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Matisse Painting Attacked at The National Gallery in DC

15 Aug
Matisse's "The Plumed Hat" (1919), Courtesy National Gallery of Art, Washington, DC

Matisse's "The Plumed Hat" (1919), Courtesy National Gallery of Art, Washington, DC

Gauguin Attacker Strikes Again, This Time Walloping a Matisse at D.C.’s National Gallery

By Julia Halperin for
Published: August 15, 2011

Remember Susan Burns, the vigilante museumgoer who violently attacked a Gauguin painting at the National Gallery of Art? Well, she’s at it again. On Friday, Burns returned to the scene of her crime to take on the work of another modern master: Henri Matisse. Shortly before 1 p.m. on Friday, she entered the West Building of the National Gallery, approached the 1919 Impressionist portrait “The Plumed Hat,” and slammed its frame against the wall three times before being arrested on the scene.

The painting is valued at $2.5 million, according to court records posted on The Smoking Gun. While the antique frame, valued in excess of $250, sustained damage, the painting itself was unharmed, police said. The entire episode was captured on security camera videotape.

Burns, 53, of Alexandria, VA was arrested for felony destruction of government property, attempted theft, and unlawful entry. As a condition of her release following the April Gauguin attack, Burns signed a form acknowledging that she was barred for life from all museums and art galleries in Washington, hence the unlawful entry charges. After Friday’s episode, Burns was held at D.C. Superior Court, but was to be “transferred immediately” to St. Elizabeth’s Hospital (best known as the home of would-be presidential assassin John Hinckley, Jr.) “to be monitored closely,” according to a court docket cited by the Washington Post.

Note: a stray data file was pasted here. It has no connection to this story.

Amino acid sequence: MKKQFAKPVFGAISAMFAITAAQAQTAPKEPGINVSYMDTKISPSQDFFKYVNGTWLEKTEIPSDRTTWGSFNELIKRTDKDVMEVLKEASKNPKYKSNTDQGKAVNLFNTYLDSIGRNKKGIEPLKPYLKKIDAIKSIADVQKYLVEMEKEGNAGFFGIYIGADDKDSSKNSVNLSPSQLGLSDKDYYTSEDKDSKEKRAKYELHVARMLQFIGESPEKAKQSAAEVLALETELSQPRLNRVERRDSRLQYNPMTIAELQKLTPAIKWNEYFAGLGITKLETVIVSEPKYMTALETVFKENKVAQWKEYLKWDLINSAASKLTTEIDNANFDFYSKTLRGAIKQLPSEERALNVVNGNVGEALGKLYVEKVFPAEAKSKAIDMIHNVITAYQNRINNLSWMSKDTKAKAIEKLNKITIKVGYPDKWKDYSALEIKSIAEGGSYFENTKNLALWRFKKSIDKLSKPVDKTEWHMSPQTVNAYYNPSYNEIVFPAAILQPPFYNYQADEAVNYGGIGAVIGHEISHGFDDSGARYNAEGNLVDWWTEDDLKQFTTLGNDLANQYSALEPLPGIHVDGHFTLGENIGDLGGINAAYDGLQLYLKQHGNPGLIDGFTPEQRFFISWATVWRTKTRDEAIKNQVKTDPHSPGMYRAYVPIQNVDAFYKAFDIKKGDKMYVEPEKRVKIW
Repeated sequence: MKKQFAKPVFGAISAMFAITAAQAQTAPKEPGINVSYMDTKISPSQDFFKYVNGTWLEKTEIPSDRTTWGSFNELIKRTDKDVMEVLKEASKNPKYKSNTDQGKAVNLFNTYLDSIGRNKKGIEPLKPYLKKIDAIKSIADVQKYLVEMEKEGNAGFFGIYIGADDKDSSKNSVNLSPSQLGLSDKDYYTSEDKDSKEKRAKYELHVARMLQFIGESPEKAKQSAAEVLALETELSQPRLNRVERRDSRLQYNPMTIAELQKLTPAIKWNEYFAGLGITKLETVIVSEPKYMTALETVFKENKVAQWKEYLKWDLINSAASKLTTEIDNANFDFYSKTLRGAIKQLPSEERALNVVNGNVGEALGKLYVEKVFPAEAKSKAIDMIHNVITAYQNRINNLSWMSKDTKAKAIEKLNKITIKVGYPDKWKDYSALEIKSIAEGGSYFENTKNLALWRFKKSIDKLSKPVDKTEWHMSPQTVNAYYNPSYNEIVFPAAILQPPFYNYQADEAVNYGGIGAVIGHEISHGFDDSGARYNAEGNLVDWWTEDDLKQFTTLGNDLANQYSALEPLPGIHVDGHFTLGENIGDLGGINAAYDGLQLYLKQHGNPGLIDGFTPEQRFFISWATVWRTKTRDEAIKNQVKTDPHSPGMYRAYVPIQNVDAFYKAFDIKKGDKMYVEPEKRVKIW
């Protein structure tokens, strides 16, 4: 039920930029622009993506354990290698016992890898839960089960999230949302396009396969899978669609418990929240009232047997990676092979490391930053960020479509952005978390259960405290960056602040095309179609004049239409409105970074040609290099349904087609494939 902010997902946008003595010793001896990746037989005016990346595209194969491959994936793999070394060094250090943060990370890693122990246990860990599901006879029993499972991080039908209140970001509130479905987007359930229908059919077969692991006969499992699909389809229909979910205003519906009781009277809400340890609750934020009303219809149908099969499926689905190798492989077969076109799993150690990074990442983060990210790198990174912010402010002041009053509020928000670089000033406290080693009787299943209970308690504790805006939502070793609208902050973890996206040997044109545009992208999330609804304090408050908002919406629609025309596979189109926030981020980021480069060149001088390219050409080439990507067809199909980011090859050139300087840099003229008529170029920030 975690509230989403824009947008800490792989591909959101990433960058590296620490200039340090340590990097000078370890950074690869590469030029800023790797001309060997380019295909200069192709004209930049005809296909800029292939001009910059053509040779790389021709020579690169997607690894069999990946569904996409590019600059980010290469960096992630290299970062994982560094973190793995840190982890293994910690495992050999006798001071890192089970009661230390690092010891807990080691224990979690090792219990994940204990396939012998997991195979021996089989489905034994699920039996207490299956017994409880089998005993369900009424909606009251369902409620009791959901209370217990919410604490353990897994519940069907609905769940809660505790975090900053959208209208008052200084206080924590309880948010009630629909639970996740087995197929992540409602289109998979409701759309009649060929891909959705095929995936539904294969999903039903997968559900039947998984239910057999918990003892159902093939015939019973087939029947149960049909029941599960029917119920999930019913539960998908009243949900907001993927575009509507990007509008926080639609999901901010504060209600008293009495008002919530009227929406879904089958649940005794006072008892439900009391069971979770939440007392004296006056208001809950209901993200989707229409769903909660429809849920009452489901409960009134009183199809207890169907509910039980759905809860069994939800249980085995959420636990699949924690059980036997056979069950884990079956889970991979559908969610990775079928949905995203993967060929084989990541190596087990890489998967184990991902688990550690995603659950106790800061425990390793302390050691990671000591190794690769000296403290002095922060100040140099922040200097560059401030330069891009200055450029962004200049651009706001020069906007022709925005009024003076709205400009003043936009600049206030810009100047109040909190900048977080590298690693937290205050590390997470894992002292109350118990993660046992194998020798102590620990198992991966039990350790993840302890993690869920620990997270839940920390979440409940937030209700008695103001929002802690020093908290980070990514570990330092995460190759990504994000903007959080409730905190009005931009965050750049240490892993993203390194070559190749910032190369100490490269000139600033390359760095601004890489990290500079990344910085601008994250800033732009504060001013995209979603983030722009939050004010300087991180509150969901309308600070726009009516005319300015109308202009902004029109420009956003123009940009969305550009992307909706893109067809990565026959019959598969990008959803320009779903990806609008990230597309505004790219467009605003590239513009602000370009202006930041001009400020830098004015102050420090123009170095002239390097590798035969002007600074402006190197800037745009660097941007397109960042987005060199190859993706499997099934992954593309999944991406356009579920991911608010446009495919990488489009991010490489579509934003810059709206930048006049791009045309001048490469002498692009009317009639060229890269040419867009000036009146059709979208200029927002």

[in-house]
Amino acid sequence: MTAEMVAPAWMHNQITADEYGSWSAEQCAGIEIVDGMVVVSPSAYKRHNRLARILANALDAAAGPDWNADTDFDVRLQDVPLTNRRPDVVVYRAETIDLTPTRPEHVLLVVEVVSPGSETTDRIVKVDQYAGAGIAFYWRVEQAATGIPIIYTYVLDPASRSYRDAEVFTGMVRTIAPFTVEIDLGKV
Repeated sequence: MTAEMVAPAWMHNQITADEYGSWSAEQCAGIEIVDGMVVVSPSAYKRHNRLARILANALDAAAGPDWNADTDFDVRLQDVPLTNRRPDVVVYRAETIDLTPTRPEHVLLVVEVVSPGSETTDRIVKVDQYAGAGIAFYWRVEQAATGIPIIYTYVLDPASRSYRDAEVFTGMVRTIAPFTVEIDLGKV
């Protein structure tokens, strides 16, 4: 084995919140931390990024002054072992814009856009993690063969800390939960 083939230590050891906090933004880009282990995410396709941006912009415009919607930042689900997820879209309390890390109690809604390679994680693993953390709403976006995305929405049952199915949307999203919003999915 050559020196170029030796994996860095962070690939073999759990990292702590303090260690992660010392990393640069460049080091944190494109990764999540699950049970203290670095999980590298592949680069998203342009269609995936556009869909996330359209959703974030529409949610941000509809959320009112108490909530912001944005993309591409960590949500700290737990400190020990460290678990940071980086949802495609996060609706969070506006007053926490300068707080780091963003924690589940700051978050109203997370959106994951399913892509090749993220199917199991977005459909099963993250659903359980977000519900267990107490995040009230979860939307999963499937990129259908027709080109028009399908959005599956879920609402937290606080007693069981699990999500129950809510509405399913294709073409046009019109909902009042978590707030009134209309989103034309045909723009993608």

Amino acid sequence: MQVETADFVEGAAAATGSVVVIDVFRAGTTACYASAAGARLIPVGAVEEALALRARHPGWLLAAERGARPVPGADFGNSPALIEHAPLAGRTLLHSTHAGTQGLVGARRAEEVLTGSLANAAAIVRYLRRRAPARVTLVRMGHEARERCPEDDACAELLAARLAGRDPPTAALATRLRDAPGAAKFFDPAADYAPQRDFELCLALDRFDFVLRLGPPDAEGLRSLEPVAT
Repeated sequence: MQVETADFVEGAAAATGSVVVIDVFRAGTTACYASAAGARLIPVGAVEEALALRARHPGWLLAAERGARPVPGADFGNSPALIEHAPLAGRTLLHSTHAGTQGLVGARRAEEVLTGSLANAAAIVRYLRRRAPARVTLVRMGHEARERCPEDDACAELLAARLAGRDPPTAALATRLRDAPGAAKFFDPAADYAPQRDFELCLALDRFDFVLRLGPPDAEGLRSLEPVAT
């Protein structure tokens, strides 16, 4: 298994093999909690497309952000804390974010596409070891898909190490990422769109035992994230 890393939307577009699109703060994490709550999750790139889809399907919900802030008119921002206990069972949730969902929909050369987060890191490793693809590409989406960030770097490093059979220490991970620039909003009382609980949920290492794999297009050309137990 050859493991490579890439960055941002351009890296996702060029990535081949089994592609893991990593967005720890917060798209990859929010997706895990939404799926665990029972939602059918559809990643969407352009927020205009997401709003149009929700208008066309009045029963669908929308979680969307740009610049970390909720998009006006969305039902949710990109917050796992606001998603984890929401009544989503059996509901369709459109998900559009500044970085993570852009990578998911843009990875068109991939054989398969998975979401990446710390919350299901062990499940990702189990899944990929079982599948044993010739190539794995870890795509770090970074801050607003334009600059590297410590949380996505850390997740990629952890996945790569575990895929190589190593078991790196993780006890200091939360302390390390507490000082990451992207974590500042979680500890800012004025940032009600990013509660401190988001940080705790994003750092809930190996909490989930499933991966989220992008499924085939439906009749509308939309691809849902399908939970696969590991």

Burns is by no means the first to attack or publicly deface a work of art, but her status as a two-time offender makes her a rarity. Her frenzied attack in April appeared to be motivated by a fanatic puritanical rage, but it is unclear what provoked her to go after Matisse. Her earlier target, “Two Tahitian Women,” valued at $80 million, was on loan from the Metropolitan Museum of Art as part of the exhibition “Gauguin: Maker of Myth.” It pictured a woman with one breast exposed alongside a fully bare-breasted companion.

After Burns attempted to rip the 1899 canvas from the wall, she began pounding its plexiglass box with her fists, shouting, “This is evil!” Following her arrest, she gave this angry diatribe against the French painter while standing, handcuffed, in the galleries: “He has nudity and is bad for the children. He has two women in the painting very homosexual. I was trying to remove it. I think it should be burned. I am from the American CIA and I have a radio in my head. I am going to kill you.”

Compared to the titillating subject matter of “Two Tahitian Women,” “The Plumed Hat” is quite staid. The painting depicts a brown-haired, fully-clothed woman in a gray headpiece rendered in broad brushstrokes. Admittedly, it’s not the most attractive hat in the world. (As the Washington City Paper pointed out, it’s slightly reminiscent of the gravity-defying monstrosity Princess Beatrice wore to the recent royal wedding.)

The work was part of the ongoing exhibition “From Impressionism to Modernism: The Chester Dale Collection,” an exhibition of 81 works from the late investment broker’s impressive holdings of late 19th- and early 20th-century French and American art. “The Plumed Hat” was Dale’s first major purchase of French modern art, according to the National Gallery’s Web site.

A spokesperson from the National Gallery, Deborah Ziska, declined to comment on the incident, or discuss whether any security changes were made following Burns’s outburst in April. “For reasons of maintaining security, we cannot discuss changes or other details about our security,” she told ARTINFO via e-mail.